Considerably more analytics can also be squeezed into the cloud, meaning that specific data points can be recovered much more quickly and easily. While previously this might have taken weeks or months to review hours and hours of tapes to access the required data, with the cloud it takes minutes.
Moreover, the increased variety of analytics means much more can be done with the data, affording all sorts of new opportunities for data usage.
However, there are some applications for which the cloud is not fitting. Speakers noted that there is not much point in shifting large, established assets which absorbed capital expenditure some time ago and have been fully paid for, onto the cloud. It is better to wait until these data centers need to be replaced, and then move them onto the cloud.
Secondly, those trading venues and applications, such as exchanges of HFT outfits, which require low latency as a business imperative and for whom every microsecond counts, the cloud may not yet be the ideal solution. They are better, for the time being, sticking to private data centers. Also, if users have a lot of exotic instruments stored within their data, the cloud might not be suitable without considerable restructuring.
But for a lot of banking services, such as, for example, post-trade processing, the cloud could not be more apposite. “It’s a no brainer,” said one speaker. “For anything you need to store, it’s cheaper and better, and the recovery is better,” he added.
Potential buyers also worry about the availability and readiness of the cloud if a force majeure event – such as September 11, 2001 – were to occur again, conceded advocates of the cloud. “If there is a massive dislocation, and everyone moves in the same direction, is the capacity there? This is a real concern,” said one speaker.
It was also noted that while the cloud is undeniably cheaper over the long run, the start up costs can be considerable and this deters potential customers. There are three main cloud providers and each have specific services, all of which afford particular economies of scale. One cloud provider might be best for a specific work flow, and another for a different work flow. Potential users need to be prepared to use more than one vendor.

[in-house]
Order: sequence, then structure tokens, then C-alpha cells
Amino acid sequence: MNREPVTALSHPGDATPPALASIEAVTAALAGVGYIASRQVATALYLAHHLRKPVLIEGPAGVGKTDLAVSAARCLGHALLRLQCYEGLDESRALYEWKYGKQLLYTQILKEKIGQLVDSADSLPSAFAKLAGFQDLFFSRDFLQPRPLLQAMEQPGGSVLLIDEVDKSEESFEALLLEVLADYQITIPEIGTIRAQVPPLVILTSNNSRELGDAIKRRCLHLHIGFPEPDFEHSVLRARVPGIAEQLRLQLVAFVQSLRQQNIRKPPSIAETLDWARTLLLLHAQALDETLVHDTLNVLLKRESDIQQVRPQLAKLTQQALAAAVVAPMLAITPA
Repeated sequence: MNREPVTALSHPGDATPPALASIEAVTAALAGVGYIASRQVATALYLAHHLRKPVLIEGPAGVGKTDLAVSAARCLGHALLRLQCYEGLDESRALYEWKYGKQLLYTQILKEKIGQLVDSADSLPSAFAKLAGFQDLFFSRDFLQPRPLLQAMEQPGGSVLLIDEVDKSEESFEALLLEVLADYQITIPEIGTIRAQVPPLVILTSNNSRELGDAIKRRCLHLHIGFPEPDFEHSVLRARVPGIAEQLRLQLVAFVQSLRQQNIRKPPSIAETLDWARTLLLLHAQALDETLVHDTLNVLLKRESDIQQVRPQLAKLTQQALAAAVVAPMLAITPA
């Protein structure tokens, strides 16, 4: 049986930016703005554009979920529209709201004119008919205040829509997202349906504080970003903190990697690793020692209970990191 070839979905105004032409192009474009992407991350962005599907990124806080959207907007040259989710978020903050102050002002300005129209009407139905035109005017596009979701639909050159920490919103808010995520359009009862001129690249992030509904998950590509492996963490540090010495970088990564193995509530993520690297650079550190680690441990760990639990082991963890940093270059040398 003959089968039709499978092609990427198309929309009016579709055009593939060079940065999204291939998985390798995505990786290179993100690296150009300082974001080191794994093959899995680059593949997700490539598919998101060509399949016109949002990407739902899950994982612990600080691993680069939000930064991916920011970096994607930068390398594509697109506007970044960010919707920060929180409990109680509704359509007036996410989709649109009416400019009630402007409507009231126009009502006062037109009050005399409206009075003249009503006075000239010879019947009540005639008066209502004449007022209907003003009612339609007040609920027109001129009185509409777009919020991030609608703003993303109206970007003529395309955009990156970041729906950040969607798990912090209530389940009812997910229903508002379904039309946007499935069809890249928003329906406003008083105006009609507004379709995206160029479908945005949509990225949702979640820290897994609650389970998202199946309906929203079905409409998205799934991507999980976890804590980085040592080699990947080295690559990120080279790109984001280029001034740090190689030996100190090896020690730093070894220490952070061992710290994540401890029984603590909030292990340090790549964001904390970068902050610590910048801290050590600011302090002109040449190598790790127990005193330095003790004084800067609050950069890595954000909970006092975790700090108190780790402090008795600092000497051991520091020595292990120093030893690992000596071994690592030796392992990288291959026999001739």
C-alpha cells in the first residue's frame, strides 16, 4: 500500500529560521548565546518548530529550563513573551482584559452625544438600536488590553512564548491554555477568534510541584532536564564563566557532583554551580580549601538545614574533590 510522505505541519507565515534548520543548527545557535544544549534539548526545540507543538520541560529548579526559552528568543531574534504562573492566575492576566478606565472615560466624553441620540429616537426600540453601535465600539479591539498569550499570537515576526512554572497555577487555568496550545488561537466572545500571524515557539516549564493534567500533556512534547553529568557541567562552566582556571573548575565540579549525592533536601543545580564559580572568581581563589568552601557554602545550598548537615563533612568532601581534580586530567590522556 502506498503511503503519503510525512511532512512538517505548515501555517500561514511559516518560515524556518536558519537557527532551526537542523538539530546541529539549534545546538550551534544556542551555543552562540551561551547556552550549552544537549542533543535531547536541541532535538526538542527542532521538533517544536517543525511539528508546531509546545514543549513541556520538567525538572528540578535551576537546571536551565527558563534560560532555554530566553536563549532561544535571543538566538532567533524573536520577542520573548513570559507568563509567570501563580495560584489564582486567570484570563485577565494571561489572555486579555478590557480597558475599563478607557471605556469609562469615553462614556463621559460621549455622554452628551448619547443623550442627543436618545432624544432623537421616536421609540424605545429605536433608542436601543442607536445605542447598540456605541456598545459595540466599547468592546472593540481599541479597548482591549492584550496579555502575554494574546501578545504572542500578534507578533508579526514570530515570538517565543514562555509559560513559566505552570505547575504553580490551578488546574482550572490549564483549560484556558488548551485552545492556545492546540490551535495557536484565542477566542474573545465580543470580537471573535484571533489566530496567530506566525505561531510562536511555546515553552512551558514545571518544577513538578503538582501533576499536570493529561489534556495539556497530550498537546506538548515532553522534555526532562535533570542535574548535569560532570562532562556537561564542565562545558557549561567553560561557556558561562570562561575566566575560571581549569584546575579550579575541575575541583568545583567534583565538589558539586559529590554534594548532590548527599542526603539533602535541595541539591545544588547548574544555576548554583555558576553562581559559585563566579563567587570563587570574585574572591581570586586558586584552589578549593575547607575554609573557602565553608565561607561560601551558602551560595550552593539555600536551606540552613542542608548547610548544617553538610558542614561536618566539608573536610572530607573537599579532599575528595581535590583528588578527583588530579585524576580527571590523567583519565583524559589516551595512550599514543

Banks often take a piecemeal approach to the implementation of the cloud. Certain businesses will want to press ahead while others, which feel that their existence and profitability is tied inextricably to the status quo, drag their feet. These businesses have been known to employ obfuscation tactics, such as claiming that “the regulators” or “compliance” will not like it.
This is typical of banks, which are large, complex and hierarchical institutions incorporating multiple layers of often competing interests. Speakers agreed that internal opposition to the imposition of the cloud was a major stumbling block and to overcome it the right initiative must be demonstrated by the most senior levels of the organization.
A power shift within banks will also likely foment earlier implementation of the cloud. The sales and trading markets businesses traditionally seek to repel the imposition of new technology, while the data staff like having shiny new toys to play with. Until recently, the traders held sway and their views counted above all else; but, as the business of a bank becomes more and more based on technology, that pecking order has been upset, said attendees. These days, the tech people are in the ascendancy.
It was striking throughout the 75 minute meeting that although there were notes of caution, no-one dissented from the overarching and emphatic theme of the afternoon: the cloud is here to stay and will become ubiquitous. Its advantages of lower cost, much enhanced flexibility and improved security mean that it is set to deliver a knock-out punch to privately owned data centers and become the norm for most types of data storage in the financial services industry.